It has been called a “marketer’s dream” and “just reformulations of the platitudes you’d gather if you spent a half-hour reading bumper stickers in the Whole Foods parking lot,” (from Boston Magazine’s September 2006 issue, Happiness Is…None of the Above).
It has been portrayed by the media as a cult, as a “so-called science”, as a marketing ploy for people who want science in their self-help, and as merely a grooming ground for “stars” such as Harvard’s Tal Ben-Shahar, who taught the university’s most popular class ever.
A New York Times Magazine feature (1/7/07) even says “positive psychology can seem like a retro endeavor with the appeal of a cure that fits on a recipe card” and refers to the “sect like feel of positive psychology.”
Responses to the article and its question, “Is happiness something that we can learn?” included this one, which was echoed less articulately by many other of the 99 comments when the Times posted the article: “What I have read of the actual approaches described in this article seem somewhat misguided and even frightening. They seem destined to create a nation of Stepford Wives and Stepford Husbands programmed by self-appointed gurus who are now marketing their simplistic blueprints like academically endorsed versions of “Happiness for Idiots or Happiness for Dummies” (Rick E USA). Yikes!
Looking to the world of academia for support? Prominent psychologists at respected institutions of higher learning, even Ben-Shahar’s colleagues at Harvard and at nearby Wellesley College, have been quoted in the media dissing “happiness.” Given this kind of press, what do we need to do to help expand the value of a positive approach to psychology and beyond?
Who gets to make meaning out of Positive Psychology?
In a world of instant communication, nearly everyone can have their opinions available to the masses. If you have been keeping up with the media accounts, you may have noticed that the field of study we are so excited about is more often maligned than not. With their penchant for sound bites, the media often reduces the three pillars of positive psychology to “it’s all about me” hedonism. Has anyone figured out why people in the media would want Positive Psychology to fail?
It would seem that well-being would be good for everyone, even the media.
Not so, according to Poe’s Heart and the Mountain Climber: Exploring the Effect of Anxiety on Our Brains and Our Culture by eminent psychiatrist Richard Restak, in which he looks at how the media manipulates and creates anxiety so that we will “pay more attention to those who speak to us of the terrible things…than…to people who assure us that everything is all right.” Positive psychology practitioners, take note.
We know from researchers like Schwartz, Kahneman and Gilbert that the human brain is not very good at estimating how it will feel about future events, and that there is an optimal amount of choice which results in decisions, beyond which maximizing occurs and anxiety increases. Restak considers this question. Is there an optimal level of anxiety that can be both created and maintained by the media and which will result in people seeking more information, thus creating more readers, more viewers and more purchasers of consumer goods?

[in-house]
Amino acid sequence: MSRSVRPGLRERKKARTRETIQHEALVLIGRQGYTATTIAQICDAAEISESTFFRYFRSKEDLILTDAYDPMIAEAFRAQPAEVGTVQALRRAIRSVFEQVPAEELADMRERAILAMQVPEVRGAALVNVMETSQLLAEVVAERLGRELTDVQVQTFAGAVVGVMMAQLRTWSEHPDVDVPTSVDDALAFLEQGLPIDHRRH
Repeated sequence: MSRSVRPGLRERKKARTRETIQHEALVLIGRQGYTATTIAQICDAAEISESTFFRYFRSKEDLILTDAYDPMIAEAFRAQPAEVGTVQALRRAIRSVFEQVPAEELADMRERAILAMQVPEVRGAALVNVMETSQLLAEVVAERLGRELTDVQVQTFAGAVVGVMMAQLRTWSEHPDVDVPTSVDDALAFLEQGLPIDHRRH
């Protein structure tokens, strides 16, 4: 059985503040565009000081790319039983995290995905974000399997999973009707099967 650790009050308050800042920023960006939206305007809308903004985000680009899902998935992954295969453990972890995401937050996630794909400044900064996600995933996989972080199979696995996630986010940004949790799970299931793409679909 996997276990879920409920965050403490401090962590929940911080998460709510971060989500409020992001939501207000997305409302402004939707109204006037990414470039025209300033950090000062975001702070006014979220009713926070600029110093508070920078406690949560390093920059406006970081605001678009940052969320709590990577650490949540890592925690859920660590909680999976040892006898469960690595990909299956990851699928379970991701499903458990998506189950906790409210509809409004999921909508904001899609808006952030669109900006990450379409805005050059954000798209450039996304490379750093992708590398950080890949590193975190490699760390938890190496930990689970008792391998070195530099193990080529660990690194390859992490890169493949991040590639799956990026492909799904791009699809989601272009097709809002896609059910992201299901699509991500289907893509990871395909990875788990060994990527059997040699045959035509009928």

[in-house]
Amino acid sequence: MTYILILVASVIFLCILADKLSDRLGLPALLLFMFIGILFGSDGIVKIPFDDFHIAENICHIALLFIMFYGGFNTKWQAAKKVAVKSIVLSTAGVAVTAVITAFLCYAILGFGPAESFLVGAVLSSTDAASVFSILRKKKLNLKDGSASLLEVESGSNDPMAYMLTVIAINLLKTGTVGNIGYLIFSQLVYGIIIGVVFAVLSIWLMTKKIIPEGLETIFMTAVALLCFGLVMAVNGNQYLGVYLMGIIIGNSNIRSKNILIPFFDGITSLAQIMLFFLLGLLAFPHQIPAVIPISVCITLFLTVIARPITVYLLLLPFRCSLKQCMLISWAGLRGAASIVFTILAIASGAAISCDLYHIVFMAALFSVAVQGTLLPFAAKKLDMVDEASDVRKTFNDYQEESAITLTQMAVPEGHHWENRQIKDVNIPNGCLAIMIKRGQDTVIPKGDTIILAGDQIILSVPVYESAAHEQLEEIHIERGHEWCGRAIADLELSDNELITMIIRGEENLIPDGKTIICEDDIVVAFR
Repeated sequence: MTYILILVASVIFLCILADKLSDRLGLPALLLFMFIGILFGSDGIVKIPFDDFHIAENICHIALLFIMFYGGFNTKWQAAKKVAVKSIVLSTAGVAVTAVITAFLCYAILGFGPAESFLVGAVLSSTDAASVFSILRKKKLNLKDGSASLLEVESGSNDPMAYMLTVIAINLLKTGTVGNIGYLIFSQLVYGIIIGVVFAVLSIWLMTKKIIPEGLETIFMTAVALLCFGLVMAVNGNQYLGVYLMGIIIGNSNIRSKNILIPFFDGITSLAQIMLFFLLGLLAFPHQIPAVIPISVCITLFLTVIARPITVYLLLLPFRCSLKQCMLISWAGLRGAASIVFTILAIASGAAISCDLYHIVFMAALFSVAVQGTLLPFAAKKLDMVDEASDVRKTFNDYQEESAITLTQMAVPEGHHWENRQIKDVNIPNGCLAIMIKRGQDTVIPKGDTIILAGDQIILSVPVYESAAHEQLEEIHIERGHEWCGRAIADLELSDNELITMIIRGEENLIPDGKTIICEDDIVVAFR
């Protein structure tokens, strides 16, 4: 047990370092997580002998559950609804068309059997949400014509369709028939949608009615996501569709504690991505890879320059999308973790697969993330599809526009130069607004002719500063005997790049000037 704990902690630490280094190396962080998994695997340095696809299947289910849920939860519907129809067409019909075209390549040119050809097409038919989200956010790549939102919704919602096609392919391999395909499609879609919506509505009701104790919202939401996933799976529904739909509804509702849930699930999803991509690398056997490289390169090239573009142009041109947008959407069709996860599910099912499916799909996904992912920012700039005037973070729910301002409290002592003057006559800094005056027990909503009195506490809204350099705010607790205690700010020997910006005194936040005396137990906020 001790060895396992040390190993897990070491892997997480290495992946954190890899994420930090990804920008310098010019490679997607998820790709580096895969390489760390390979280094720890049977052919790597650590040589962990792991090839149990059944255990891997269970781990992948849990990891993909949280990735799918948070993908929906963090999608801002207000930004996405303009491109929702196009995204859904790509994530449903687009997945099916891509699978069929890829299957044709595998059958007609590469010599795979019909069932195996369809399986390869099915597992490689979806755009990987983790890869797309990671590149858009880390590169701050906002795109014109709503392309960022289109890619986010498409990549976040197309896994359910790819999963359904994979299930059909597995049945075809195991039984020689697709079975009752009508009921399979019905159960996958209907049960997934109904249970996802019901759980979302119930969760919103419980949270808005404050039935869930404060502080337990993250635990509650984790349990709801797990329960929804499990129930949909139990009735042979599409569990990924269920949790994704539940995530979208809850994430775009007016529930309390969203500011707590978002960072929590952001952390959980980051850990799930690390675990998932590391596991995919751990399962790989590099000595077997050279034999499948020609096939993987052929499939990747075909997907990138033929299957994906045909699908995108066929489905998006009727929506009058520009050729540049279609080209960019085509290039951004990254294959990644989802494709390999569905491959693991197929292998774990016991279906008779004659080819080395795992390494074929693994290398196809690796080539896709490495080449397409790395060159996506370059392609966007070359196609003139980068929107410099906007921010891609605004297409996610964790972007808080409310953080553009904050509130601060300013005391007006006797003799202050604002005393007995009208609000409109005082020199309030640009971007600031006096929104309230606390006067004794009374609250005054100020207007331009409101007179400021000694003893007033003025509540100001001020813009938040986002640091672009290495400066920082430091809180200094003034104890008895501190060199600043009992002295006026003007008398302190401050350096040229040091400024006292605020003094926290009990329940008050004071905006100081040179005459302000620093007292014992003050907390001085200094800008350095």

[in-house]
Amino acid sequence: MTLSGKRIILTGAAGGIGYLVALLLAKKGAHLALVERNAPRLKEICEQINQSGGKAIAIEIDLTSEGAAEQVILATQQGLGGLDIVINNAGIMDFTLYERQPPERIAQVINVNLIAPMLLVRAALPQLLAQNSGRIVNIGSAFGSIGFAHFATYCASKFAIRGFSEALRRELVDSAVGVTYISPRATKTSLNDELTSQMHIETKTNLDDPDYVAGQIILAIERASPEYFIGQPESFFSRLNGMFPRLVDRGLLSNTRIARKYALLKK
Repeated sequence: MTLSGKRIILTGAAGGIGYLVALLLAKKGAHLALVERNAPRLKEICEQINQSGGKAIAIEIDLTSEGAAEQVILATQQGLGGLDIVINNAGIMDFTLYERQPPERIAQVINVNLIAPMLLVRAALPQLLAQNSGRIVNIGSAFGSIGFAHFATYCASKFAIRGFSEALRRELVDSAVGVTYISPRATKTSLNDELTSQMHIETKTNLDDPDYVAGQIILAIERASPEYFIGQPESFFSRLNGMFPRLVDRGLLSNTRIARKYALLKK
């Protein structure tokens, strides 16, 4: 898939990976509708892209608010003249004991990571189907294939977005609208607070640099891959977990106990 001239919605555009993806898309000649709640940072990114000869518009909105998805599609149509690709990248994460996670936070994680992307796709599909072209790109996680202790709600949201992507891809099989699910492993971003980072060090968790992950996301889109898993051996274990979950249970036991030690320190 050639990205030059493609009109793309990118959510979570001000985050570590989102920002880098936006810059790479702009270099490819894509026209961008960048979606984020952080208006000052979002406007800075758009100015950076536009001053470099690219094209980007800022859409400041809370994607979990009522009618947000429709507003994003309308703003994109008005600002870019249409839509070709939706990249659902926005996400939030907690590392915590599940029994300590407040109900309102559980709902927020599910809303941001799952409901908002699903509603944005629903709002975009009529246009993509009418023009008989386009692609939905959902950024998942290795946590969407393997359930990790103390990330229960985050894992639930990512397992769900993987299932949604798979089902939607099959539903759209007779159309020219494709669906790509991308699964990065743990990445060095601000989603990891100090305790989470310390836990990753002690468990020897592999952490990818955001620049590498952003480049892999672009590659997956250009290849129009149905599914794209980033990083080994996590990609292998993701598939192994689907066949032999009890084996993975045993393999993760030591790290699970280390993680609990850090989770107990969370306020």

Unfortunately, the answer seems to be yes. One recent approach to creating this anxiety unwittingly partnered Turner Broadcasting with Boston’s local media outlets. LED “characters” which had been placed around the City of Boston by agents of the media giant brought the city to a standstill at the nexus of
- our fear of terrorism, reinforced by Boston’s connection to 9/11
- the extreme guerilla journalism and competition of the local media to get the story out (facts optional)
- the efficient public safety response that broadcast the danger by shutting down transportation systems and running news updates throughout the day to the fearful and the stranded.
Turner Broadcasting seems to have decided that there is no such thing as bad publicity, and this campaign was cheaper than a Super Bowl commercial. For a cool million, the estimated cost to repay the areas affected by the marketing/terror hoax, Turner spread the news about its cartoon to millions of TV viewers, radio listeners, web-surfers, newspaper readers, cell-phone callers, podcasters, and bloggers. These people are now both more aware of cable cartoon offerings and more worried, anxious that anyone can plant real detonation devices.
Call to Action
So while it would be nice to think that the media and ersatz experts who dispense knowledge about Positive Psychology to the masses would read actual studies instead of relying on hearsay, would not state out of context quotations as the whole truth, and would not look for the opposing viewpoint at every turn, that is not likely to happen. Anxiety pays now and builds upon its own foundation. It is our responsibility and opportunity as Positive Psychology journalists to counter media criticism. Well being, engagement and meaning are what people want and need, even if the media think otherwise.
Gilbert, D. (2007). Stumbling on Happiness. New York: Vintage.
Restak, R. (2005). Poe’s Heart and the Mountain Climber: Exploring the Effect of Anxiety on Our Brains and Our Culture. Three Rivers Press.
Schwartz, B. (2004). The Paradox of Choice: Why More Is Less. New York: Ecco.